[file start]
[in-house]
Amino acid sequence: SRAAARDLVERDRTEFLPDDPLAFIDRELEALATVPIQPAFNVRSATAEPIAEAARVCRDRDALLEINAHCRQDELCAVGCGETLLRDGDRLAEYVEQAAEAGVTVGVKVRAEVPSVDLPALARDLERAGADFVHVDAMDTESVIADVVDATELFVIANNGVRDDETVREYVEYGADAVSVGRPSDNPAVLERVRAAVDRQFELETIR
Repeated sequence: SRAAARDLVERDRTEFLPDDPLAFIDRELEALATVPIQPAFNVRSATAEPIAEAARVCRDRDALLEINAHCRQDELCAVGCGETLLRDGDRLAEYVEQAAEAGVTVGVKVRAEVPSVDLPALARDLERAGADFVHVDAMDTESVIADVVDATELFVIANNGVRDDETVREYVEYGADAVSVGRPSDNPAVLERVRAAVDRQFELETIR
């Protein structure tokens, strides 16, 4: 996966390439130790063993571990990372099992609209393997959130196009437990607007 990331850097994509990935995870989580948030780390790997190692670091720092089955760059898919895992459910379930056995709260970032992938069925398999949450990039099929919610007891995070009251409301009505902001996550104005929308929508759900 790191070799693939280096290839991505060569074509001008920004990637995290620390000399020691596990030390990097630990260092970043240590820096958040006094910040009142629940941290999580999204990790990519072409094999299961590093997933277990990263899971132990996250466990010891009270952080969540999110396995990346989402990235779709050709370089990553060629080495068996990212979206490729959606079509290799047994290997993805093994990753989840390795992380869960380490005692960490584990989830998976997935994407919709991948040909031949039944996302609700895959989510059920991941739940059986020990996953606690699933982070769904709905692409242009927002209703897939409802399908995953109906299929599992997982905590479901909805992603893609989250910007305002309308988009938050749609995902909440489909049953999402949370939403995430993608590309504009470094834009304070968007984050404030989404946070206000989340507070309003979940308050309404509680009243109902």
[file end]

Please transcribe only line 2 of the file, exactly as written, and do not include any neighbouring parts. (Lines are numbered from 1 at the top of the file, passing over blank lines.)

Amino acid sequence: SRAAARDLVERDRTEFLPDDPLAFIDRELEALATVPIQPAFNVRSATAEPIAEAARVCRDRDALLEINAHCRQDELCAVGCGETLLRDGDRLAEYVEQAAEAGVTVGVKVRAEVPSVDLPALARDLERAGADFVHVDAMDTESVIADVVDATELFVIANNGVRDDETVREYVEYGADAVSVGRPSDNPAVLERVRAAVDRQFELETIR